Thursday, October 05, 2006

Son of the soil

Last week, I called up an old friend who is studying at London School of Economics(LSE). I was talking to him after a gap of four months. We talked on a wide range of topics including but not limited to academic standards in UK, their comparison with Pakistani universities, all the remaining friends enjoying marital bliss or newfound parenthood while we are still bachelors, spending ramadan in a foreign country, political turmoil, baluchistan, waziristan, taliban, in the line of fire etc. After a while, we ran out of topics to be discussed over long distance call. I asked him "So what are you doing nowadays?" He replied, "I have bought a ticket for going to Pakistan on Eid and am counting the days". I laughed at the fact that he is feeling homesick. He struck back, "You weren't much different when you were at London Business School. You had a ticket in your hand. More than graduation, you were looking forward to going home and flew back the very next day after graduation". He was right.

I have spent more than half of my life abroad mainly in Middle East and Europe. And I have met a lot of people who share the same feeling i.e., once you buy the airplane ticket for the flight home, time slows down. You start counting the days when you can fly out of the place. It does not matter how settled you are in a foreign country or even if you have a nationality. Your neighbour and colleagues are at a loss to comprehend why you are in high spirits all the time. But an imminent trip back home can have such an effect on you. I am afraid to generalize as it invites a lot of criticism but I am sure Pakistanis in North America would also feel the same way.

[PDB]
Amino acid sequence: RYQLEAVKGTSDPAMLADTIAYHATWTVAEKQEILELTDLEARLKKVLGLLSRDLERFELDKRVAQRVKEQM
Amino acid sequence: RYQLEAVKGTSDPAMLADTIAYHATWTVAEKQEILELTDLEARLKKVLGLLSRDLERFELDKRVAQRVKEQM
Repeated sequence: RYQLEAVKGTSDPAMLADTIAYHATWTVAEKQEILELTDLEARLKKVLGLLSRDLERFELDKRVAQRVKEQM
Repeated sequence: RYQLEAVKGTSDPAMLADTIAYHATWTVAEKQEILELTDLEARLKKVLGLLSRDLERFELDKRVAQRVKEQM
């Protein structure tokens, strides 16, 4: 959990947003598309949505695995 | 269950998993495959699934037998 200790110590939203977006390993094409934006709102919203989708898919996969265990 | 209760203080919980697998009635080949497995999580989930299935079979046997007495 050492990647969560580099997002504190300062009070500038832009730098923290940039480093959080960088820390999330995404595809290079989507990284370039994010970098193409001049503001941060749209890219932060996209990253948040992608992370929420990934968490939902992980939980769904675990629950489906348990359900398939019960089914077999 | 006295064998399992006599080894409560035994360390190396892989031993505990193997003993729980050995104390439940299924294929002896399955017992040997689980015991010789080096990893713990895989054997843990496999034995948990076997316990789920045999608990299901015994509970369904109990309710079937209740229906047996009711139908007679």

When abroad I can't help comparing the facilities and comforts available over there to the lack of them back in Pakistan. When parents, siblings or friends try to convince us to move back home, we usually argue against it by focusing on absence of democracy, lack of civic culture, non availibility of amenities, high levels of noise and air pollution, dreadful traffic jams, pathetic public transport, loadshedding and blackouts in summers, and floodlike situation during monsoon rains etc. But as soon as the ticket is in hand all is forgotten; I look forward to spending time with family and friends rather I can't wait to be among them.

Afterwards I called Manu, younger brother of a friend, who is in London for his professional exams. His last exam is on 20th October and will end around 12 noon. I asked him what are his plans after that. He said that he is flying out to Lahore from Manchester the same day. I inquired why from Manchester. He said because the flight from London is next day and he does not want to wait another day. Right after the exam he will take a train journey to Manchester and take the PIA flight out to Lahore. I had to convince him to wait one day as he will be running on a tight schedule and a slight delay in exam or train timings would mean a missed flight. Its not that he is not happy in London. According to him, living in London is the best thing that has happened to him. However, once the departure date has been decided and ticket is in hand, its hard to wait any longer.

It really has been a very long time since I travelled on PIA as I mainly travel on European or Gulf airlines. But when I was a kid, my father always preferred PIA for flights to and from Pakistan. Not because the ticket was cheap or service was excellent but because he felt it was his patriotic duty to do his part for increasing Pakistan's GDP. And whenever I boarded a PIA plane, on entering the cabin there was always a faint scent (would an adult describe it as a smell or an odour, I am not sure) which was nostalgic and made me feel like that I was already in Pakistan. For me it really was to quote a PIA slogan "Watan say pehlay, watan ki khushboo". I dont know how to translate it into English but I know how I felt: PIA was a piece of Pakistan, standing in it made you feel standing on Pakistani soil.

I would misquote someone here, "You can take us out of Pakistan but you can't take Pakistan out of us".

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